It is common for people to quip to seminarians “don’t let them steal your Jesus!” As a matter of fact, it was a running joke at the school I attended that a particular room that was off-limits was where they stored students’ Jesuses.

Folks meant well, but it was another way of imploring ministers-in-training to keep the faith. Funny enough, no one ever said that in reference to the church. Those who are acquainted with my travails find my continued participation absurd. However, those who have relinquished their organizational membership, while yet maintaining faith, understand our dysfunctional family history.

Embracing the absurd is one of the most essential steps for developing faith. We worship a man who rose from the dead and lives in heaven. If that makes sense to you, I have bags of magic beans for sale.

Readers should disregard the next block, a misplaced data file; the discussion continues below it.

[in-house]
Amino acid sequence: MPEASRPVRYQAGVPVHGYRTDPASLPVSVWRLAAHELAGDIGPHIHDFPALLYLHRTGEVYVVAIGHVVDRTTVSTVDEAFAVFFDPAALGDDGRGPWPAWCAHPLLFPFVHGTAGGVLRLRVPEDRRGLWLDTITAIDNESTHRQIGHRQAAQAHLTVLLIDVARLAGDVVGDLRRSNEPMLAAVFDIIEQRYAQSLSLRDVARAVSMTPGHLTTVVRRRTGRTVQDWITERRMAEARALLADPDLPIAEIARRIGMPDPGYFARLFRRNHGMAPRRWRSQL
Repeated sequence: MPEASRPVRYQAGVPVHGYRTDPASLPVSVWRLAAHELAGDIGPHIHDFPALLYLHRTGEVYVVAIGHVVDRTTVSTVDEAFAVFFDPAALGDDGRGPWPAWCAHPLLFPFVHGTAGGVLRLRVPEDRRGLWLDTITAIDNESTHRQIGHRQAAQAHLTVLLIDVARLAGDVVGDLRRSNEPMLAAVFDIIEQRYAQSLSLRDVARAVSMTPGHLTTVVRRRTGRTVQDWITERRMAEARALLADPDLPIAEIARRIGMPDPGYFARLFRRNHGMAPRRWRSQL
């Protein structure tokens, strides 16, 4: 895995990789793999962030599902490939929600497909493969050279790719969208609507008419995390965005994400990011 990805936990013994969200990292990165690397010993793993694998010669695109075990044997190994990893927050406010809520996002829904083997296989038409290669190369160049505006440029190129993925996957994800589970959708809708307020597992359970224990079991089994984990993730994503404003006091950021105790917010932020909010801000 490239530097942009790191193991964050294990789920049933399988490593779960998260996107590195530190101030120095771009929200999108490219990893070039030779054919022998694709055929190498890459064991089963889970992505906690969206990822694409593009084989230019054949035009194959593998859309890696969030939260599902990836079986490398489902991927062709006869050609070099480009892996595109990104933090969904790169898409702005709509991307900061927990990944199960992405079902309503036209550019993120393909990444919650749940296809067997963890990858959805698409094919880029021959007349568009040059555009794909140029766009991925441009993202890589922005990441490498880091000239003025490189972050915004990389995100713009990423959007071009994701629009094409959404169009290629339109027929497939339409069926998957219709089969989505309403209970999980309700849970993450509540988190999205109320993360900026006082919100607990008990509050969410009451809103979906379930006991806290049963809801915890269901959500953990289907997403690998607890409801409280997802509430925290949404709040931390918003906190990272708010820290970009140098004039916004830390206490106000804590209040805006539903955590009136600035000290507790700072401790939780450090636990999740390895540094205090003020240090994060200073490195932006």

Yes, the organized church has maligned, abused, marginalized, and disappointed me beyond measure. It is no accident that the Adversary chose it as the source of my angst. But still I love it. Stay away too long and I lose my bearings; stick around too long and I begin to lose my mind.

The church, with all of her waywardness, is my mother. She is prone to sell out the gospel for a song. However, she has given me something so fundamental to my being. Without her, I would not have developed a love for liturgical order, soul-stirring songs, scripture, and the people whose practice of faith helped shape my own.

I honor her for the divine work she has bred with the hope that she strives to become what God intended her to be.
That [Christ] might present it to himself a glorious church, not having spot, or wrinkle, or any such thing; but that it should be holy and without blemish (Ephesians 5:27).

However, that does not exempt her from being called out on occasion for what she is.